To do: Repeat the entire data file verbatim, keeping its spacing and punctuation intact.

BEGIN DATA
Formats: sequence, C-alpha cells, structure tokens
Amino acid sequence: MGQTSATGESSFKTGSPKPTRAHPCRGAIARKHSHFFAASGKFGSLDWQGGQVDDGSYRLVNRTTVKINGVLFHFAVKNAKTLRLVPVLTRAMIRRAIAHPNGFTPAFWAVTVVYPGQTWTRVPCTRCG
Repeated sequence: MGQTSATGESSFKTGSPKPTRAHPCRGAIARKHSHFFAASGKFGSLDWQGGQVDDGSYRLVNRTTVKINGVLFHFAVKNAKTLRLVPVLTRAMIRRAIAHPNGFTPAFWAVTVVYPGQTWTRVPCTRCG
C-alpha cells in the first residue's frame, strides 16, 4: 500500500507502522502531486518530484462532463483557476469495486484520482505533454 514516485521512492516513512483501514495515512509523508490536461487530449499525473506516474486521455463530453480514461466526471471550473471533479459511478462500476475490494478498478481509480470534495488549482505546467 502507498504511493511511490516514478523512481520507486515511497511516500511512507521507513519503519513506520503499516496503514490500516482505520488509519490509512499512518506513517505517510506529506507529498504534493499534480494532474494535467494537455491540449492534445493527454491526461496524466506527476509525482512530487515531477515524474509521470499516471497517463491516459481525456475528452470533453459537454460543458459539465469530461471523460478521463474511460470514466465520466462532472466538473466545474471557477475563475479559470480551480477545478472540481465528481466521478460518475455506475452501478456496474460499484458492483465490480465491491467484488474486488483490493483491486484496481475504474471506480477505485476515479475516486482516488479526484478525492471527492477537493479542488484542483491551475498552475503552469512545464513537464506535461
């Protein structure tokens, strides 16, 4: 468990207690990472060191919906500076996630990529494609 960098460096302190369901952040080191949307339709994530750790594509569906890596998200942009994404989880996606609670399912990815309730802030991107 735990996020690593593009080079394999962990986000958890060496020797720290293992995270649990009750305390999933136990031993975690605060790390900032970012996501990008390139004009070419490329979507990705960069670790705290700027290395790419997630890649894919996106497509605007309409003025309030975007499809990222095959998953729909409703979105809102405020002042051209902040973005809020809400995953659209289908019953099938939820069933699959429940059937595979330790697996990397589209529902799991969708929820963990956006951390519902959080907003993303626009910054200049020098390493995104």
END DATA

Formats: sequence, C-alpha cells, structure tokens
Amino acid sequence: MGQTSATGESSFKTGSPKPTRAHPCRGAIARKHSHFFAASGKFGSLDWQGGQVDDGSYRLVNRTTVKINGVLFHFAVKNAKTLRLVPVLTRAMIRRAIAHPNGFTPAFWAVTVVYPGQTWTRVPCTRCG
Repeated sequence: MGQTSATGESSFKTGSPKPTRAHPCRGAIARKHSHFFAASGKFGSLDWQGGQVDDGSYRLVNRTTVKINGVLFHFAVKNAKTLRLVPVLTRAMIRRAIAHPNGFTPAFWAVTVVYPGQTWTRVPCTRCG
C-alpha cells in the first residue's frame, strides 16, 4: 500500500507502522502531486518530484462532463483557476469495486484520482505533454 514516485521512492516513512483501514495515512509523508490536461487530449499525473506516474486521455463530453480514461466526471471550473471533479459511478462500476475490494478498478481509480470534495488549482505546467 502507498504511493511511490516514478523512481520507486515511497511516500511512507521507513519503519513506520503499516496503514490500516482505520488509519490509512499512518506513517505517510506529506507529498504534493499534480494532474494535467494537455491540449492534445493527454491526461496524466506527476509525482512530487515531477515524474509521470499516471497517463491516459481525456475528452470533453459537454460543458459539465469530461471523460478521463474511460470514466465520466462532472466538473466545474471557477475563475479559470480551480477545478472540481465528481466521478460518475455506475452501478456496474460499484458492483465490480465491491467484488474486488483490493483491486484496481475504474471506480477505485476515479475516486482516488479526484478525492471527492477537493479542488484542483491551475498552475503552469512545464513537464506535461
């Protein structure tokens, strides 16, 4: 468990207690990472060191919906500076996630990529494609 960098460096302190369901952040080191949307339709994530750790594509569906890596998200942009994404989880996606609670399912990815309730802030991107 735990996020690593593009080079394999962990986000958890060496020797720290293992995270649990009750305390999933136990031993975690605060790390900032970012996501990008390139004009070419490329979507990705960069670790705290700027290395790419997630890649894919996106497509605007309409003025309030975007499809990222095959998953729909409703979105809102405020002042051209902040973005809020809400995953659209289908019953099938939820069933699959429940059937595979330790697996990397589209529902799991969708929820963990956006951390519902959080907003993303626009910054200049020098390493995104």